Chinese toys redux

I overheard on the radio that Mattel has made an apology to the Chinese government for its recall of numerous products – a huge symbol of just how mighty China is. At the time of recall mania there was a lot of China-bashing for its lax regulatory oversight (not so much what it meant for […]

Dion vs Harper: Who will be corporate Canada’s sweetheart?

Erin’s post that Liberal leader Stephane Dion wants more corporate tax cuts reminded me of a recent backgrounder from the Library of Parliament on corporate taxes. The primer has a nice table (that will not reproduce nicely in this space) showing federal corporate income tax rates going back to 1960. In both 1960 and 1970 […]

Dion-omics: Corporate Tax Cuts and Deregulation

“Dion Would Wield Tax Axe to Spur Growth” was the headline in Tuesday’s Financial Post. The story reported that “Mr. Dion said his party would look to cut taxes across the board” but that “He would not elaborate on which taxes he would cut.” However, Monday’s Liberal press release seemed quite clear about which taxes […]

The secrecy of the SPP

Linda McQuaig takes on the Security and Prosperity Partnership: Since the SPP initiative was officially launched in March 2005, the public has been effectively shut out of the process. There’s been little awareness, let alone public debate, about what’s going on. The key advisory body in the SPP is an all business group called the […]

Just how safe is our food?

Asks the Vancouver Sun with its banner headline today. There is a general expectation among the public that someone is looking out for their interests. Concerns generally only arise when there is an e-coli or SARS-like outbreak. Not overtly mentioned in the article below (though it promises to be part one of a series) is […]

Caveat emptor: natural gas deregulation

Around lunchtime I got a knock on the door, and a good-looking young woman was there to make a sales call for Univeral Gas. She was seeking to convert my natural gas supply under a newly deregulated market. I asked her if she would leave behind materials so that I could think about it. No […]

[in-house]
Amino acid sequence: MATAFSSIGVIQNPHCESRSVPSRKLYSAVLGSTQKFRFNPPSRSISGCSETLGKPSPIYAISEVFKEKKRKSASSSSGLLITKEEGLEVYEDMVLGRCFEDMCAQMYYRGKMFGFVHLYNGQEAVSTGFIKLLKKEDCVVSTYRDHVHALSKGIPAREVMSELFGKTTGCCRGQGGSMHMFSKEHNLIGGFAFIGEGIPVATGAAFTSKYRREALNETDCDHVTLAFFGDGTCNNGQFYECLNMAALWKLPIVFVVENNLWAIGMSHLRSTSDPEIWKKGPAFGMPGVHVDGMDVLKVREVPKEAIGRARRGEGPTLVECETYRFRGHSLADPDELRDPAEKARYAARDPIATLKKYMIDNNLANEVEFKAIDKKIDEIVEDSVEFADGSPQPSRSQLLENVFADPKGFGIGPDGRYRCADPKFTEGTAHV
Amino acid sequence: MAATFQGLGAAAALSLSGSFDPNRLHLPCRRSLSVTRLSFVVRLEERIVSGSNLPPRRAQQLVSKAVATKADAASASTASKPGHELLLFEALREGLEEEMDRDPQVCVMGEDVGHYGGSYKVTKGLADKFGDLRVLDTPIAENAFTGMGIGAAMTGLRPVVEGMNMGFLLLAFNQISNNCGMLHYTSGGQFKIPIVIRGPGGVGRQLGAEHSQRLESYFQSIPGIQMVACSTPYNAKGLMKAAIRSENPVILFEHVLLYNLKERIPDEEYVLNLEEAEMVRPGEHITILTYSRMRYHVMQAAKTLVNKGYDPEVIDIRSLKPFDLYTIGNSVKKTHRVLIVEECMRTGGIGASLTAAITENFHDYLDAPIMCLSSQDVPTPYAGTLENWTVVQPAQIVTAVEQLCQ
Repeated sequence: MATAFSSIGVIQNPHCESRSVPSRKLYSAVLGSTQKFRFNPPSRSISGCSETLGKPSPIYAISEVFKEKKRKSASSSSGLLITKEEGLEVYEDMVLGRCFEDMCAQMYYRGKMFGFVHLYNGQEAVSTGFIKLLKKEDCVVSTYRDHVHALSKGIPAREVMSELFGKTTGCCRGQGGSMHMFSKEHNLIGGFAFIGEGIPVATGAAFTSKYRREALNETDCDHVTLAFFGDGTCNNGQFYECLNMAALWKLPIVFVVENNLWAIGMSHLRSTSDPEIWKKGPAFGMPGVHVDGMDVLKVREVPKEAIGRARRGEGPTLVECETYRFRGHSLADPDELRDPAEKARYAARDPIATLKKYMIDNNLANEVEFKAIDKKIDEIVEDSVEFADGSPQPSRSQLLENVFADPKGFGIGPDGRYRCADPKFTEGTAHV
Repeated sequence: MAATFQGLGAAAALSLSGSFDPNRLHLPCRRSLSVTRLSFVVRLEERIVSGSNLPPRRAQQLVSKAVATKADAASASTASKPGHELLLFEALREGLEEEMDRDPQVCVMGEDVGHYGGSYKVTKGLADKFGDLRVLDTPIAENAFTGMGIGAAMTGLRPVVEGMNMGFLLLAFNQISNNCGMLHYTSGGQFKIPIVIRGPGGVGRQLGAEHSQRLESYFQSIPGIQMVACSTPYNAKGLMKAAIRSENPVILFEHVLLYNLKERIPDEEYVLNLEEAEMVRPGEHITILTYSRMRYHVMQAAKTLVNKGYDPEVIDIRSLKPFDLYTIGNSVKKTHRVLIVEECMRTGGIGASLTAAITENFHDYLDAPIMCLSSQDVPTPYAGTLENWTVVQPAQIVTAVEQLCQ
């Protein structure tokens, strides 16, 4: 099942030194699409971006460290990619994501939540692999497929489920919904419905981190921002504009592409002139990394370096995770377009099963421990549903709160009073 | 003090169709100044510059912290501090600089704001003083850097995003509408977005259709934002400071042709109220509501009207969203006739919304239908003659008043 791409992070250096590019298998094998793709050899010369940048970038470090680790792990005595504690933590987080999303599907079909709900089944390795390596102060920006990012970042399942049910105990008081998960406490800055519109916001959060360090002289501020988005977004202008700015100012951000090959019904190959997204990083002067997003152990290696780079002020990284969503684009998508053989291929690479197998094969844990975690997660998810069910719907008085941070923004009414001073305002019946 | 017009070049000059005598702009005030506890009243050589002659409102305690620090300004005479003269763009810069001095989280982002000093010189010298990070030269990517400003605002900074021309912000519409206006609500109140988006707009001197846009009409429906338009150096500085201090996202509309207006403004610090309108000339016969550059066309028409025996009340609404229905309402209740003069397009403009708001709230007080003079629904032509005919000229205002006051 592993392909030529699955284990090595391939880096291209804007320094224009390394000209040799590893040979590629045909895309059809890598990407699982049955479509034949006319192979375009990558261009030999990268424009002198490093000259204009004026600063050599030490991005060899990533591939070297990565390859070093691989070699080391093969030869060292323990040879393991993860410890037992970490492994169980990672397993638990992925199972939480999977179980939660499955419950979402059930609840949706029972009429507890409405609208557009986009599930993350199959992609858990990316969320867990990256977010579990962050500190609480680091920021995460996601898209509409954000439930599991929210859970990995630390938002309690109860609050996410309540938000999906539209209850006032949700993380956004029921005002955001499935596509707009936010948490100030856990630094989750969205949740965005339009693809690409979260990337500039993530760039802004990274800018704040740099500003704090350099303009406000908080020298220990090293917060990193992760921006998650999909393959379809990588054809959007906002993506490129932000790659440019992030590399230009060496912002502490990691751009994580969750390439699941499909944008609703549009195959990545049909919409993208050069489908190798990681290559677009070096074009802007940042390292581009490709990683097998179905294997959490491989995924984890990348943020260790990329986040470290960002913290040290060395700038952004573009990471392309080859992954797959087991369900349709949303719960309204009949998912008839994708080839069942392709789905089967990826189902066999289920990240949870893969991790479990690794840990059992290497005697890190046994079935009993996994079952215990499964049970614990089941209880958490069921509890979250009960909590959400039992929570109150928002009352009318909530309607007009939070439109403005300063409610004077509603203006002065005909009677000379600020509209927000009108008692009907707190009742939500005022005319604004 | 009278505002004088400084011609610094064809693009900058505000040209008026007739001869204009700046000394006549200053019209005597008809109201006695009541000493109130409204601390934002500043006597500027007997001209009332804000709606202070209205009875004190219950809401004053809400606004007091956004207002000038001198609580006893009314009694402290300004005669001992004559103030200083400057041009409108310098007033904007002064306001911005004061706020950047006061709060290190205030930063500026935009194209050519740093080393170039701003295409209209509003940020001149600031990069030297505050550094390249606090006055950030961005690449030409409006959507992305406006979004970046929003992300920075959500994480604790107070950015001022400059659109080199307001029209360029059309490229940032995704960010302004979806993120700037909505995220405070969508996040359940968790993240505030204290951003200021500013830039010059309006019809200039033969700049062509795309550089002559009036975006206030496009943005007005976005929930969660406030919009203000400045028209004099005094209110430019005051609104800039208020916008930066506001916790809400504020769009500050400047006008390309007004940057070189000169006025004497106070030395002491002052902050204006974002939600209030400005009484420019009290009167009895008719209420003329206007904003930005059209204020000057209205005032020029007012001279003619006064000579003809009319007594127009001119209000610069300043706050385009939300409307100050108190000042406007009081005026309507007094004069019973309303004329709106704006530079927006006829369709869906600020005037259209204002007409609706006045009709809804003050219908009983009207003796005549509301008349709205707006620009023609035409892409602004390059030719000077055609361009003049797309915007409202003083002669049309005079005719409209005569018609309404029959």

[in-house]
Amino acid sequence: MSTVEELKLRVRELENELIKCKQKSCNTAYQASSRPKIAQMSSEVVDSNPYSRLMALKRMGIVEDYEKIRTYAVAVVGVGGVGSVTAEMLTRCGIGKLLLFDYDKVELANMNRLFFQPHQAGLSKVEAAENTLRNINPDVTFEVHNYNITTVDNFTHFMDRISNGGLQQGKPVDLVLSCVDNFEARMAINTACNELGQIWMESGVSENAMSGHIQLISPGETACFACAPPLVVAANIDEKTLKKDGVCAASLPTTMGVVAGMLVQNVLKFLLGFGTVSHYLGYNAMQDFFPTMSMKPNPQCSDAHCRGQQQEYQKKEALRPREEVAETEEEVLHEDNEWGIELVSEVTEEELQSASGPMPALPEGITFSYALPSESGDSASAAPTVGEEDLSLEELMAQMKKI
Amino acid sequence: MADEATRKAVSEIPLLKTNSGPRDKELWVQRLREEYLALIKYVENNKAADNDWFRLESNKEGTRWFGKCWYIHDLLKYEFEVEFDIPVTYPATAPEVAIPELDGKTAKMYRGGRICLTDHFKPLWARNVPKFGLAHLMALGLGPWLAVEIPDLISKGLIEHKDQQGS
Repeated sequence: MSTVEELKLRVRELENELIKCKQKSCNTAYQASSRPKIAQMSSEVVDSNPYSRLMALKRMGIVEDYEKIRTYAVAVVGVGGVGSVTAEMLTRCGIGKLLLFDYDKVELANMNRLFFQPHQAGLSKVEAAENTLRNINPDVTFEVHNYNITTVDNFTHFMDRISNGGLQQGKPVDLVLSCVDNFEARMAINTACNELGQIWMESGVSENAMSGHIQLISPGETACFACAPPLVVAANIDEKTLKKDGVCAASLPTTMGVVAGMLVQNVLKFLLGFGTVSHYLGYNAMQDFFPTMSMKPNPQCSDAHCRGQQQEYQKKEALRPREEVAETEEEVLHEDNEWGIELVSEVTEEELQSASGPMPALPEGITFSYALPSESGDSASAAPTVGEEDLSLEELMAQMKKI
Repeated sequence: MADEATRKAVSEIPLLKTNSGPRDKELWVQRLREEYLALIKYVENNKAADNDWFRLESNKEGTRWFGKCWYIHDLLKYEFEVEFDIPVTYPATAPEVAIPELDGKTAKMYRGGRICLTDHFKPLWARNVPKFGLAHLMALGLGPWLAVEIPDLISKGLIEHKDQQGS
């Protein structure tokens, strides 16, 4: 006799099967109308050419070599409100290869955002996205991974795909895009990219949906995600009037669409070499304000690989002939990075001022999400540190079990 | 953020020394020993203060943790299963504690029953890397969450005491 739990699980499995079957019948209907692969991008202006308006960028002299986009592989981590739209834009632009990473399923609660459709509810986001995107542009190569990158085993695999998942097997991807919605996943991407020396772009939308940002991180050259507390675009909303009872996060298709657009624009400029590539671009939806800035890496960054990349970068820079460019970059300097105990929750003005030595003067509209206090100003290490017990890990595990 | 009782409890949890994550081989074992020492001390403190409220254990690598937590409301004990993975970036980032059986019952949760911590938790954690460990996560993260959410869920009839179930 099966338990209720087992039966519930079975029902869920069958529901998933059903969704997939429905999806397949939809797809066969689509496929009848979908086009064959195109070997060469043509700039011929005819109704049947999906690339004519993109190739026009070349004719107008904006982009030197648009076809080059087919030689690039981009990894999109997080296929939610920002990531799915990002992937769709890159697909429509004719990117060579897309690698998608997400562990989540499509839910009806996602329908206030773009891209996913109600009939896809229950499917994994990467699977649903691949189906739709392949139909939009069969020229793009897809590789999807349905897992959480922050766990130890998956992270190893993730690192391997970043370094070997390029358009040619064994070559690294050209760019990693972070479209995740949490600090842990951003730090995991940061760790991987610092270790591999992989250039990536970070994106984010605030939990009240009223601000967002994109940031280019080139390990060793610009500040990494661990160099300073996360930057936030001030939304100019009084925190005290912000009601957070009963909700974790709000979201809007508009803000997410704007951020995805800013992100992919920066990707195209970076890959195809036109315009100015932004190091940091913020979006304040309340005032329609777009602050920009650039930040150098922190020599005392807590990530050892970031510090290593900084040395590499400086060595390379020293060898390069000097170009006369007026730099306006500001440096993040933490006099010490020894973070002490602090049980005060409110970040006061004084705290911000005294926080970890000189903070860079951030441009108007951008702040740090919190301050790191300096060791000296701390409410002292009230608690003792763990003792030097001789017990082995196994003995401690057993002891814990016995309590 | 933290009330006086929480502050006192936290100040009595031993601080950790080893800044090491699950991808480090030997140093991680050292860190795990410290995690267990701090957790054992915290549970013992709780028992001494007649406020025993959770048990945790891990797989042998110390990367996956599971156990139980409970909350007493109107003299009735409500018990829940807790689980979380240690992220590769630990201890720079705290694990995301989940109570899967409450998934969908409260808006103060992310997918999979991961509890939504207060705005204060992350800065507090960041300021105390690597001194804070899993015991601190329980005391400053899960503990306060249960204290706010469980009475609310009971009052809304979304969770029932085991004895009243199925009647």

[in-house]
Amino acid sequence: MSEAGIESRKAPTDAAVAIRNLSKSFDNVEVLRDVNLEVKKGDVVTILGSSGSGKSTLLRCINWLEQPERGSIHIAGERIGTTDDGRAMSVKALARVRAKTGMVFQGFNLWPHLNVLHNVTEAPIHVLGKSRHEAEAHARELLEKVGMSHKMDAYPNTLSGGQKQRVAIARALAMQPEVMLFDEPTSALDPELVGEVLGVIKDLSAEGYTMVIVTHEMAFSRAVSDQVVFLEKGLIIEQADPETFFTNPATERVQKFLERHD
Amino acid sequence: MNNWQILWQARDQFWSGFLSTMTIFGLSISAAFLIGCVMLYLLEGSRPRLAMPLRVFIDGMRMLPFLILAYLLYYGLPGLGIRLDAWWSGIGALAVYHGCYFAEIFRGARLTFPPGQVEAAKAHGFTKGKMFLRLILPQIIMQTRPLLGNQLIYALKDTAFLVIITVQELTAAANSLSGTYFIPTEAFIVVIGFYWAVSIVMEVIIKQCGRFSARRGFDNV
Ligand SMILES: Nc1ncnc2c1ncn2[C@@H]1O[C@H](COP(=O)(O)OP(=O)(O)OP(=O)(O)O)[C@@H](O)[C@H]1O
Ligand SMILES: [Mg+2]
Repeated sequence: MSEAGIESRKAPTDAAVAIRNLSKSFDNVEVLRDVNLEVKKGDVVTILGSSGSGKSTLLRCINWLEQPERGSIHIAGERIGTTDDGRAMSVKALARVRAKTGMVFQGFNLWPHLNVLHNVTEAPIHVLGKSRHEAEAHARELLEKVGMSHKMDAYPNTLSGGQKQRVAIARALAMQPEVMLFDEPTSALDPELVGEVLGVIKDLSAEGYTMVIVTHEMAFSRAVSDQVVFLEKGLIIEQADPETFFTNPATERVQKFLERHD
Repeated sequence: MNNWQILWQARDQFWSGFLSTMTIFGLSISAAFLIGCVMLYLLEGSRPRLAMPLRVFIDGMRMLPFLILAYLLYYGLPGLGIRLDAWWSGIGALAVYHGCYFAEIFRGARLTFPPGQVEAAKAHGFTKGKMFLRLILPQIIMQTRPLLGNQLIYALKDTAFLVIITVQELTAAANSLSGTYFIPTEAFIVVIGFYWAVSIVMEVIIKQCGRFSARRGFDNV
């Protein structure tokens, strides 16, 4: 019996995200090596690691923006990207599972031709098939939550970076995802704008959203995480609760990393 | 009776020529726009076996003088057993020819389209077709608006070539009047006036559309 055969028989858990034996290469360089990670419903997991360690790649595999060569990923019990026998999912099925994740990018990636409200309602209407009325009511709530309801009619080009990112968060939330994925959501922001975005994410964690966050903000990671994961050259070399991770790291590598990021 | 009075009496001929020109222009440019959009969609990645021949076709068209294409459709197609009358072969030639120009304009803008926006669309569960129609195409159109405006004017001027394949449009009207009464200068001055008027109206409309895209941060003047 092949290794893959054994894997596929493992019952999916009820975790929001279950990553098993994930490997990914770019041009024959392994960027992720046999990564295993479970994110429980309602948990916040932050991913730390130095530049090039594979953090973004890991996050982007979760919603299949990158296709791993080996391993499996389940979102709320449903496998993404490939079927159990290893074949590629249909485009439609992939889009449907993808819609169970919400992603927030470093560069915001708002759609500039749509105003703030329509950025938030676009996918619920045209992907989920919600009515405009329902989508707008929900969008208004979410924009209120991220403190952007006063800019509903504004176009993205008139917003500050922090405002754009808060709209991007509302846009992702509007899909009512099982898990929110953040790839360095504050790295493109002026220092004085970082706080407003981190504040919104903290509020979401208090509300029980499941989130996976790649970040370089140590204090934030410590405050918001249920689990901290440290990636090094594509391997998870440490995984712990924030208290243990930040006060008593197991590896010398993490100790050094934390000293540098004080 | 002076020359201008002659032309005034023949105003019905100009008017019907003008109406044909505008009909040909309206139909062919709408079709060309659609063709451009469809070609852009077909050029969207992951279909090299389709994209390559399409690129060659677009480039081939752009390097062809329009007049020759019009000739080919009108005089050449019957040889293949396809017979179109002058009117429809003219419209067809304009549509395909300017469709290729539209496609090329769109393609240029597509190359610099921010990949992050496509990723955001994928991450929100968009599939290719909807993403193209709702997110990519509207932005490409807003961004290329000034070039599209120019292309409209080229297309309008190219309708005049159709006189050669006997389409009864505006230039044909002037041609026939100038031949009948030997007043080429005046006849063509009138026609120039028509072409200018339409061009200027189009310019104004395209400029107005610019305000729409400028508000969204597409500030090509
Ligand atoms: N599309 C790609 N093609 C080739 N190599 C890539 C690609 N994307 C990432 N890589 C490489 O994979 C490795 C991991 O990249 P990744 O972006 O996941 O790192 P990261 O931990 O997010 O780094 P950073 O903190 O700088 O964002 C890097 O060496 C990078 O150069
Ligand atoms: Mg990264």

TILMA: A Report from the Front Line

On Tuesday, I testified before the Saskatchewan Legislative Assembly’s Standing Committee on the Economy, which is holding public hearings on joining TILMA. The Legislative Assembly is broadcasting the hearings and promptly posting the recordings. To see my presentation, click “Video 1” for June 5 and use the bar immediately below the screen to advance the […]

Krugman: Fear of Eating

Paul Krugman takes on deregulation in the US, sounding a lot like a CCPA research associate. In a research paper released last year, Bruce Campbell and I contemplated deregulation in the Great White North (dubbed “smart regulation” by the previous Liberal government) and a current obsession of our policy elites, regulatory harmonization (dubbed “cooperation”). We […]

What Inter-provincial Barriers?

Like so many commentators on this topic, Andrew Coyne attacks the inefficiency and absurdity of alleged “internal trade barriers” without actually naming any. He could presumably trot out the two or three usual suspects, but does he believe that Canada’s “economic union” depends upon the colour of margarine in Quebec? Coyne writes that, “Viewed strictly […]

Regulatory “cooperation” in action

In our paper, Putting Canadians at Risk, Bruce Campbell and I feared that lowering our regulatory standards would inevitably happen under the banner of “regulatory cooperation” with the US, something senior government officials think is just great. While this might look like typical Harper policy, it is really just a continuation of an initiative that […]

Toxic chemicals and our flawed regulatory system

Two recent reports from the Globe below point to the failures of our regulatory system. The first is on bisphenol A, an endocrine disrupter, and the second on trans fats. The challenge is a regulatory approach that insists on bullet-proof evidence of harm – which can take decades to accumulate – before action is taken […]

Robin Boadway on Internal Trade

“Balkanization of our national economic space . . . thicket of provincial barriers.” – Conference Board of Canada, Mission Possible, 2007 “Our federation has been a ‘mini global economy’ for decades. There are virtually no internal barriers to labour and capital mobility, and no tariff-like distortions on interprovincial trade.” – Robin Boadway, “National Tax Policy […]